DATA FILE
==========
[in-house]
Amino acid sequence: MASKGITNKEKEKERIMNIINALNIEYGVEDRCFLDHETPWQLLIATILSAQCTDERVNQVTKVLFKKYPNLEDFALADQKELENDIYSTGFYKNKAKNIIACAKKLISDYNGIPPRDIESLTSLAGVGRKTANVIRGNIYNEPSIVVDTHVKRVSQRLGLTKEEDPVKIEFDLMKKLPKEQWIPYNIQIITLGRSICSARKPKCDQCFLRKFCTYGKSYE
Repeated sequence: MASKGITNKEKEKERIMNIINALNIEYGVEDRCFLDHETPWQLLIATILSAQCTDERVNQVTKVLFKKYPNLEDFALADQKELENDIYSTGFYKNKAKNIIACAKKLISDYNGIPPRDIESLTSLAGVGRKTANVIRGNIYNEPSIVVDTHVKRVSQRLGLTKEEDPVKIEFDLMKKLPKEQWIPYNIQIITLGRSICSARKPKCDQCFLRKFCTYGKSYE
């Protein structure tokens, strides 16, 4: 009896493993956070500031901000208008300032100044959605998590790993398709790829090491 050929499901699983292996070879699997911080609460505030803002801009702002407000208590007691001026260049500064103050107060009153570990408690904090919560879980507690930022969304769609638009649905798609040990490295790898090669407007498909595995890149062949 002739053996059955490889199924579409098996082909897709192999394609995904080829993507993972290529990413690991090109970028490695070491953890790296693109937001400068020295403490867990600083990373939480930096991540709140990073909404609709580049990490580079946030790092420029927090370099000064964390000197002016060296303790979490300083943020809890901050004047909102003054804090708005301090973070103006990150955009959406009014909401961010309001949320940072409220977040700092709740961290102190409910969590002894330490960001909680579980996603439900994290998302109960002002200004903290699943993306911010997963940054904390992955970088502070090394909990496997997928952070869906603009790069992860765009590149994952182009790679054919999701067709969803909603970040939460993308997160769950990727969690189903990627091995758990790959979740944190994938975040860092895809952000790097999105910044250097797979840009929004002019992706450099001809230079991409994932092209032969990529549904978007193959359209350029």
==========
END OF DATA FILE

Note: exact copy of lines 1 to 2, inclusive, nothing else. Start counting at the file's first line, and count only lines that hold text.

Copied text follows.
[in-house]
Amino acid sequence: MASKGITNKEKEKERIMNIINALNIEYGVEDRCFLDHETPWQLLIATILSAQCTDERVNQVTKVLFKKYPNLEDFALADQKELENDIYSTGFYKNKAKNIIACAKKLISDYNGIPPRDIESLTSLAGVGRKTANVIRGNIYNEPSIVVDTHVKRVSQRLGLTKEEDPVKIEFDLMKKLPKEQWIPYNIQIITLGRSICSARKPKCDQCFLRKFCTYGKSYE